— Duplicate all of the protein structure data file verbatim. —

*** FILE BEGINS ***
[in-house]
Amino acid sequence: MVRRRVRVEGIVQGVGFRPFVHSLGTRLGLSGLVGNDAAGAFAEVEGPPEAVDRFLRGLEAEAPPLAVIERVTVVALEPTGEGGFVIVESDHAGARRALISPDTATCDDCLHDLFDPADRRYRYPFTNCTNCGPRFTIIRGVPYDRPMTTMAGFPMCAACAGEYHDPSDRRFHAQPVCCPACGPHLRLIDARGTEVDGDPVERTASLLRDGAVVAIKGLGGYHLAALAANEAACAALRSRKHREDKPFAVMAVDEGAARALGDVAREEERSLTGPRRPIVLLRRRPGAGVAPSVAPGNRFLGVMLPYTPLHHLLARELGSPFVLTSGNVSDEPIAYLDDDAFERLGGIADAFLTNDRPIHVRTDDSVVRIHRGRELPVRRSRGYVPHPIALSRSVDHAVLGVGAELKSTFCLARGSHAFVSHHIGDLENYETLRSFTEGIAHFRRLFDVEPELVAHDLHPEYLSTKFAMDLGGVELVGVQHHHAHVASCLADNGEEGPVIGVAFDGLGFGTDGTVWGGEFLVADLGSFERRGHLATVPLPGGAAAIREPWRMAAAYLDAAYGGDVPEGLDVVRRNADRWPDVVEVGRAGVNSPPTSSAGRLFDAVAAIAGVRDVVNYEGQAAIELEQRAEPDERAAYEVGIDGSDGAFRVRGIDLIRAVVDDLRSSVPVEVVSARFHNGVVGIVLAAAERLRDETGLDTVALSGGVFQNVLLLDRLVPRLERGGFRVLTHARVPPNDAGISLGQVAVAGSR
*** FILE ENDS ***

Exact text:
[in-house]
Amino acid sequence: MVRRRVRVEGIVQGVGFRPFVHSLGTRLGLSGLVGNDAAGAFAEVEGPPEAVDRFLRGLEAEAPPLAVIERVTVVALEPTGEGGFVIVESDHAGARRALISPDTATCDDCLHDLFDPADRRYRYPFTNCTNCGPRFTIIRGVPYDRPMTTMAGFPMCAACAGEYHDPSDRRFHAQPVCCPACGPHLRLIDARGTEVDGDPVERTASLLRDGAVVAIKGLGGYHLAALAANEAACAALRSRKHREDKPFAVMAVDEGAARALGDVAREEERSLTGPRRPIVLLRRRPGAGVAPSVAPGNRFLGVMLPYTPLHHLLARELGSPFVLTSGNVSDEPIAYLDDDAFERLGGIADAFLTNDRPIHVRTDDSVVRIHRGRELPVRRSRGYVPHPIALSRSVDHAVLGVGAELKSTFCLARGSHAFVSHHIGDLENYETLRSFTEGIAHFRRLFDVEPELVAHDLHPEYLSTKFAMDLGGVELVGVQHHHAHVASCLADNGEEGPVIGVAFDGLGFGTDGTVWGGEFLVADLGSFERRGHLATVPLPGGAAAIREPWRMAAAYLDAAYGGDVPEGLDVVRRNADRWPDVVEVGRAGVNSPPTSSAGRLFDAVAAIAGVRDVVNYEGQAAIELEQRAEPDERAAYEVGIDGSDGAFRVRGIDLIRAVVDDLRSSVPVEVVSARFHNGVVGIVLAAAERLRDETGLDTVALSGGVFQNVLLLDRLVPRLERGGFRVLTHARVPPNDAGISLGQVAVAGSR